Dean Sue addresses big questions in charting a path forward for Duke residential life

Sue Wasiolek, or “Dean Sue,” will be shifting from her role as dean of students to the senior adviser of  Mary Pat McMahon, vice provost/vice president for student affairs, and Gary Bennett, vice provost for undergraduate education starting for the 2020-21 academic year. She will be tasked with thinking more critically about the housing experience at Duke, such as through implementing the recommendations from the 2018-2019 Board of Trustees residential task force. Dean Sue sat down with editor-in-chief Jake Satisky to talk about questions she’s considering as she prepares to assume her upcoming role after Commencement. This interview has been edited for length and clarity.

SW: Where did you live sophomore year?

JS: I lived in Keohane 4B.

SW: What house?

JS: Blue Ridge.

SW: So why didn’t you say Blue Ridge? Why did you say Keohane 4B? 

JS: Um…

SW: That’s one of my pet peeves. We live in a house system.

JS: I feel like most people don’t know where the houses are.

SW: So it’s a location thing?

JS: Well, I’ve always thought the independent experience is a lot like living in an apartment complex. 

SW: That couldn't be farther from my experience as an undergrad at Duke living in an independent house my entire time here. It was a home, it was a community, it was with the people that I felt cared about me. That's what a house experience to me, whether it's independent, selective or Greek.

JS: What do you think made that independent house feel like a home for you?

SW: You know, I wish I could answer that; I’m not sure that I can. But, there are a lot of differences, and one was that we got placed there—I got placed there my freshman year and the expectation was that I would stay there, which I did. There wasn't as much movement, and I think my hope is that will happen now with Central not being here, that people will land someplace, perhaps their sophomore year, and have a better experience. So, that’s part of what I hope to have a chance to think about is, what does community mean today? What does stability mean? And how can we create climated environment opportunity for students on West Campus to identify with a community? Because my sense is that people identify with a community freshman year, maybe not everybody, but many people did.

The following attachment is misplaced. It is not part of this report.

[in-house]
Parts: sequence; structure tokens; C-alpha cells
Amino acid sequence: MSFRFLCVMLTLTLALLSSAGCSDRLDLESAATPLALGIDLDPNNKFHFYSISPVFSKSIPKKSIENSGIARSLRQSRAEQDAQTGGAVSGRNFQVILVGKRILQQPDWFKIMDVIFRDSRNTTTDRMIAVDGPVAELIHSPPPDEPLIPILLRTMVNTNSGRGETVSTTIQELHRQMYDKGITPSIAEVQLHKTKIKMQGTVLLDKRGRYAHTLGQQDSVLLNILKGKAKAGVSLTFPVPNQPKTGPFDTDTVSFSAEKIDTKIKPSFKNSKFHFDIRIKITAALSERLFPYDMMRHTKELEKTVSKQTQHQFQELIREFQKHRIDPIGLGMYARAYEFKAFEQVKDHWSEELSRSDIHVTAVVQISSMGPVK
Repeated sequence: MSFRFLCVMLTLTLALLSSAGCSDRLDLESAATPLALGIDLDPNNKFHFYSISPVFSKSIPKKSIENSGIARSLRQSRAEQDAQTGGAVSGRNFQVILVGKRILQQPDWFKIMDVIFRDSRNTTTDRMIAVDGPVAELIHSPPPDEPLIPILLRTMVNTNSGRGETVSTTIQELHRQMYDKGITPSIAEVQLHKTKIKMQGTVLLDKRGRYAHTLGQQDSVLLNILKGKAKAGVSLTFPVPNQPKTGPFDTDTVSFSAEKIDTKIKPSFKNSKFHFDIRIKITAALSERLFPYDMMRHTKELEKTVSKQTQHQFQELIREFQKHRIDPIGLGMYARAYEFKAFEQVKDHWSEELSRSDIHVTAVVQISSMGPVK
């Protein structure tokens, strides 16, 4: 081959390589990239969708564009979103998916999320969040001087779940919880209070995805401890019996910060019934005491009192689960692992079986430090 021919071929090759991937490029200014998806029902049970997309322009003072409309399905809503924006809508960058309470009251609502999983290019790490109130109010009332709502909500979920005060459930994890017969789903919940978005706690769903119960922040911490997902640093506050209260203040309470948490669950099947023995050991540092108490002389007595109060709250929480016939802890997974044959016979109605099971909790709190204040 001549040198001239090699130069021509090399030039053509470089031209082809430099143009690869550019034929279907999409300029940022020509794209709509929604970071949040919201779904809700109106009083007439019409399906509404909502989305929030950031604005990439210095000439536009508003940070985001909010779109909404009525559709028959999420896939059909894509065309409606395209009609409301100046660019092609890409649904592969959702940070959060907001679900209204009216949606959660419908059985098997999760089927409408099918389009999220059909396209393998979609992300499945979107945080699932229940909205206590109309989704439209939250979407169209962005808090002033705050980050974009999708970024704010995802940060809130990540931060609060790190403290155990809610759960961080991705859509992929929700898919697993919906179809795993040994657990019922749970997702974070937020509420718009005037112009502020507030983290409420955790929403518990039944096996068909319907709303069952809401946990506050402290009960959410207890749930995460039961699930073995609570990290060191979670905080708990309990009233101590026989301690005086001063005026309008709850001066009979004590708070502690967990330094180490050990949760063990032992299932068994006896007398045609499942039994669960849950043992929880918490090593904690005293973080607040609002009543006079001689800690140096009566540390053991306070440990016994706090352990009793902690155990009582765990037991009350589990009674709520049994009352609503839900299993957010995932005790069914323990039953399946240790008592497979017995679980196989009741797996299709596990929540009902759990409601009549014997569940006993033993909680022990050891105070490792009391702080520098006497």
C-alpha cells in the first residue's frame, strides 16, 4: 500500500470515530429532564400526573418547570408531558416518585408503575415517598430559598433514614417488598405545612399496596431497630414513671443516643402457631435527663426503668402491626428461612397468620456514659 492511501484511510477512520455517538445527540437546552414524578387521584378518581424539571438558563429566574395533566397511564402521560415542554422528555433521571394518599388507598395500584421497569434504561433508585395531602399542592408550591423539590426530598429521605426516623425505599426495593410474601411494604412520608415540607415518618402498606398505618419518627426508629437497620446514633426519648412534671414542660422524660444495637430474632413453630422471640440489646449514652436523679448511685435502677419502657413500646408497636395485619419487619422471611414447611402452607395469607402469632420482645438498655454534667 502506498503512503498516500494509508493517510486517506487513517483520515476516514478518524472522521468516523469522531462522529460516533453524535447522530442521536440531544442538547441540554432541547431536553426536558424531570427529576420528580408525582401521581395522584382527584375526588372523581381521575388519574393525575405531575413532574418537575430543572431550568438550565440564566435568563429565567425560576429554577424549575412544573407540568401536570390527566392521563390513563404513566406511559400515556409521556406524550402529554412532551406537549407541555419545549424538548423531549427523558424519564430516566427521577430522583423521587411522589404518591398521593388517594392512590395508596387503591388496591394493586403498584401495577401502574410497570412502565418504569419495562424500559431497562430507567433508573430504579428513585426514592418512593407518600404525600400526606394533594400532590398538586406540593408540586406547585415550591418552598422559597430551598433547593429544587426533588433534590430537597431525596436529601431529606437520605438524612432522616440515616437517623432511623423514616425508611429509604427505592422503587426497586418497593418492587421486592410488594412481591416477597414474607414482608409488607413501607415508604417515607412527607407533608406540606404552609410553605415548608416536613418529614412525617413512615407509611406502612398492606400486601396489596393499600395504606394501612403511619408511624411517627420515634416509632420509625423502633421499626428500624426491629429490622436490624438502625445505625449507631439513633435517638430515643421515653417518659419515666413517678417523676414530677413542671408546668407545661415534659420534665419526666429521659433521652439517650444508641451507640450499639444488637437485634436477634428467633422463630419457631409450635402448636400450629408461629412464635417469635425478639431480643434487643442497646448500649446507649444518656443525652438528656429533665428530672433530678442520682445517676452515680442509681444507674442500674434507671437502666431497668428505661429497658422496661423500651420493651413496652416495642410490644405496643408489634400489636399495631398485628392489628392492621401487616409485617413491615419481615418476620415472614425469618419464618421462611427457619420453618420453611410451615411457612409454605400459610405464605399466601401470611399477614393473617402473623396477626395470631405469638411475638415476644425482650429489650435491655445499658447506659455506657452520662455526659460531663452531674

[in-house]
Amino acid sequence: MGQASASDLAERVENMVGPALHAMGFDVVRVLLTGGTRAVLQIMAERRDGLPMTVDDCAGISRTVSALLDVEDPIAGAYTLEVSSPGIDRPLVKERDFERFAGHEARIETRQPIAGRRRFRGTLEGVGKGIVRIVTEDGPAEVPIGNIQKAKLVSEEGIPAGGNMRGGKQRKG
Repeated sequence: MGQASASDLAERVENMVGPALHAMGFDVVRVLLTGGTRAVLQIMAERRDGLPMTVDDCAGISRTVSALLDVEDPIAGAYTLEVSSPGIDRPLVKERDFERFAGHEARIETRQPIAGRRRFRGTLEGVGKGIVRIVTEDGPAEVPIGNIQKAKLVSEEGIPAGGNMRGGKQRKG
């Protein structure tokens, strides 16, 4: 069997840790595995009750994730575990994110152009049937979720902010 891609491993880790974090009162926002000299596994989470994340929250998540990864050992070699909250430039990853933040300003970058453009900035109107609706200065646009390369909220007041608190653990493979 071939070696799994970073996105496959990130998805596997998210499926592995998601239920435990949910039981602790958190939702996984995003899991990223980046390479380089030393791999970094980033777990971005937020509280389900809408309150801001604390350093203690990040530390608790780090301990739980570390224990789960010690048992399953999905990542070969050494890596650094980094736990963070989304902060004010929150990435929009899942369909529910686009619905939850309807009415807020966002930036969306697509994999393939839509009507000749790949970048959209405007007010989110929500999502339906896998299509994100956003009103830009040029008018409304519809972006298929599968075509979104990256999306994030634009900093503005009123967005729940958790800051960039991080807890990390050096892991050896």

JS: I would agree, I felt a good community in my dorm—I don’t know I’ve stuck with all of them—but I’m still friends with a lot of people from my freshman year. 

SW: And to have a community doesn’t necessarily mean that you have to have lifelong friends, or even acquaintances—hopefully that happens, that’s an awesome outcome, and hopefully will be an outcome with some people, but it doesn’t have to be with every single member. Living in Gilbert-Addoms now—this is my seventh year—that sense of community has been different every year. I can't necessarily put my finger on it, but it’s something that I talk to students about all the time, and ask them about. ‘Does this feel like home to you? Is this a community for you?’ And when students say it’s not, I feel like we have work to do, all of us. 

JS: How important is transparency in all of this? Duke is thinking of new housing policies. They had a task force; and they wrapped up their report and they released a page of their summary of what they found. But it didn’t really say that much. How transparent do you think Duke needs to be about what it’s thinking about and what moves it wants to make? 

SW: I sort of had the same question when I first heard about and saw the task force report. But after giving it some thought, I think it was really the right way to do it because they were as transparent as they should have been because they didn’t reach any definitive plans. They didn’t make any policies. They basically outlined or identified the areas in which they felt the institution had to focus moving forward, and then said, ‘take this, run with this, get all the people that need to be involved involved, brainstorm and then implement.’